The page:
Scarier than Halloween? Try US politics for starters
All Hallow’s Eve descends upon us all next Wednesday. Halloween experienced in New York City is a vast cry from the neighbourhood adventures of my youth in New Zealand. First, it’s colder. Second, the costumes are better (I suspect New Yorkers contribute substantially to the estimated US$9 billion to be spent by Americans on Halloween in 2018). Third, trick-or-treating is mostly vertical. My daughter and her friends (likely a bubbly caravan of Elsas from Disney’s Frozen) will roam the corridors and elevators of our highrise next week, plastic pumpkins clasped firmly in sweaty toddler hands. Apropos of the season, it’s been a week of masks kept and masks slipping, of costumes and of cover stories. We’re still wading through updated versions of events from Saudi Arabia on the killing of journalist Jamal Khashoggi as Crown Prince Mohammed bin Salman (who may have ordered the murder) vows to bring the murderers to justice. The fallout from Massachusetts Senator Elizabeth Warren’s DNA test, ostensibly to prove her Native American heritage, has continued. Supporters believe she’s put the matter to rest. President Donald Trump hasn’t stopped calling her ‘‘Pocahontas’’. NBC morning host Megyn Kelly stepped into a Halloween nightmare of her own making after defending blackface as an appropriate choice for next week’s costumes. In fairness, Kelly was talking about her own childhood, when kids didn’t know any better. But her commentary should have acknowledged that blackface, first used in the minstrel shows of the mid19th century, was a derisive practice whereby white actors created stereotypes of African-Americans – casting the ‘‘black people’’ as inferior, stupid, or both. Halloween aside, it’s been a genuinely scary week. At the time of writing, Florida resident Cesar Sayoc has been charged with sending 13 packages containing rudimentary but functional explosive devices, and in some instances, a white powder, to two former US presidents and a number of other highprofile Democrats, including former vice-president Joe Biden, former CIA director John Brennan, and former attorney general Eric Holder. But in the midst of this domestic terrorism, the mask of one public figure has not slipped – because, despite a career built on branding, the Trump presidency is very much ‘‘what you see is what you get’’ (which is, of course, why some people love him). The president is clearly incensed that news of the attempted bombings is problematic for his party ahead of the midterm elections. And he has vacillated from calling woodenly for unity from a teleprompter to unvarnished tweets in which he blames the media for acts of domestic terrorism, some of which were perpetrated against themselves. Now that Savoc, a registered Republican in possession of a van covered in Trump and GOP paraphernalia, is in custody, the next two weeks are going to be full of finger-pointing and angry rhetoric. More focused on the campaign than governance, it is unlikely the president will do much to quell the unrest. After all, the ‘‘them versus us’’ game is how he maintains his base of support. Speaking of them versus us, the caravan of trick-ortreat parents traversing my building on Wednesday will dread, like me, the post-candy collection negotiations over how much our children can actually eat. They will also undoubtedly don their share of costumes and masks. My daughter has asked me repeatedly what I’ll be for Halloween. At nearly 38 weeks pregnant, and with little that fits with the exception of black leggings and tank tops, I have assured her I’ll still have a costume. ‘‘I’ll be the night,’’ I tell her.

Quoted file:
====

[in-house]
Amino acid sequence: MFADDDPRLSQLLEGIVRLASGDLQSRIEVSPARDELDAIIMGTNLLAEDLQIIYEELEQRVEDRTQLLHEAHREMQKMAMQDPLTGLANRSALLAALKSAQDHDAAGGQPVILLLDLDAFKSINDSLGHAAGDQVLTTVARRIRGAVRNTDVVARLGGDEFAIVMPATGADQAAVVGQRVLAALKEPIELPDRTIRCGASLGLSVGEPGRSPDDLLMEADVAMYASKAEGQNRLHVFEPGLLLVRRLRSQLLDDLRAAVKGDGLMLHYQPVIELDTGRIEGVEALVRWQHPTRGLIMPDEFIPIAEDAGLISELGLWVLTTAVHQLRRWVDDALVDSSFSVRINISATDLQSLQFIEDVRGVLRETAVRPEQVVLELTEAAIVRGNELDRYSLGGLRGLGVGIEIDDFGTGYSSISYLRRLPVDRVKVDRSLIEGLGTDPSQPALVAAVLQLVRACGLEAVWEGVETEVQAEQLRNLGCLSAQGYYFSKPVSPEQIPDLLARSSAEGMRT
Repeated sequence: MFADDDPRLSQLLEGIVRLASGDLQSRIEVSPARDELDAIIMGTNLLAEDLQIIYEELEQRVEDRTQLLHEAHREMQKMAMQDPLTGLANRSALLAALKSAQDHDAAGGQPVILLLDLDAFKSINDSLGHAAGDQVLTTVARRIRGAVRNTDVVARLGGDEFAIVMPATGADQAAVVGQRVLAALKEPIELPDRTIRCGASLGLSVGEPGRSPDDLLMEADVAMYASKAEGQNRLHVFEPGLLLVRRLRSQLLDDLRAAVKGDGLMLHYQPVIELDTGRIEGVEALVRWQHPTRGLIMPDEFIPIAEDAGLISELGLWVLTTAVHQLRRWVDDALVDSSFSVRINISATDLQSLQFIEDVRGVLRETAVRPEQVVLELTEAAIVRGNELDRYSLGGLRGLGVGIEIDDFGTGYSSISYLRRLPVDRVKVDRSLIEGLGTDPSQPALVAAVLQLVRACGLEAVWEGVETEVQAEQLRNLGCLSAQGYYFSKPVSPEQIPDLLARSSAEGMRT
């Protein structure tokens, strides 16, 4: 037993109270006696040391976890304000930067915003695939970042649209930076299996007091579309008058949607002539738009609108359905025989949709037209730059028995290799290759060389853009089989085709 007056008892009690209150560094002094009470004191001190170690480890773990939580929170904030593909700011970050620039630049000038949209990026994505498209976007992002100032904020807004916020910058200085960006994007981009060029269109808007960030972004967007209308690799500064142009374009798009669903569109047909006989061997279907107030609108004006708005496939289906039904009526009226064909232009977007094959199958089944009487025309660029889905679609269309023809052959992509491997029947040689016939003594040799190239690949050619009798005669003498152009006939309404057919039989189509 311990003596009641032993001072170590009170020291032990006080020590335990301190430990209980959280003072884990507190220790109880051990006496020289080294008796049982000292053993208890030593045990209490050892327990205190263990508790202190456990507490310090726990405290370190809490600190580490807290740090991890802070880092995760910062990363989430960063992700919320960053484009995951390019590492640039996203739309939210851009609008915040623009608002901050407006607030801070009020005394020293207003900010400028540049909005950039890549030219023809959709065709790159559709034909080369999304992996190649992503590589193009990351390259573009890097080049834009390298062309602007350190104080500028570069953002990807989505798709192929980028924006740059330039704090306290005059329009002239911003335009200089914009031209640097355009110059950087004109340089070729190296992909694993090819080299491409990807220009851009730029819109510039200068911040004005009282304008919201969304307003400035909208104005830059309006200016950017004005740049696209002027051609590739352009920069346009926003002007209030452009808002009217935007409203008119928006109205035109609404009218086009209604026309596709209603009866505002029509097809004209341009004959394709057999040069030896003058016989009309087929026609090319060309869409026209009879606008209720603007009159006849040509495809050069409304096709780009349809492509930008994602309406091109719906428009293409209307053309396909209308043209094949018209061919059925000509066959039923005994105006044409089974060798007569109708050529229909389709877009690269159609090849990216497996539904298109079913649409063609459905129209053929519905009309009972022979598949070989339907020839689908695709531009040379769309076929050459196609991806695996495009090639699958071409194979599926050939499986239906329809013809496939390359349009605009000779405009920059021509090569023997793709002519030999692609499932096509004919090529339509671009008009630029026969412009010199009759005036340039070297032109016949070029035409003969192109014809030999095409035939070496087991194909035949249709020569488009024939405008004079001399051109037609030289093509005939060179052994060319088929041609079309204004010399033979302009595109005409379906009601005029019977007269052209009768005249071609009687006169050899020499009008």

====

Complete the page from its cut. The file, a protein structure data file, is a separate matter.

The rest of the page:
It’s been a week of masks kept and masks slipping, of costumes and of cover stories.
Donald Trump doesn’t need a mask, because he’s built his presidency on the idea of ‘‘what you see is what you get’’.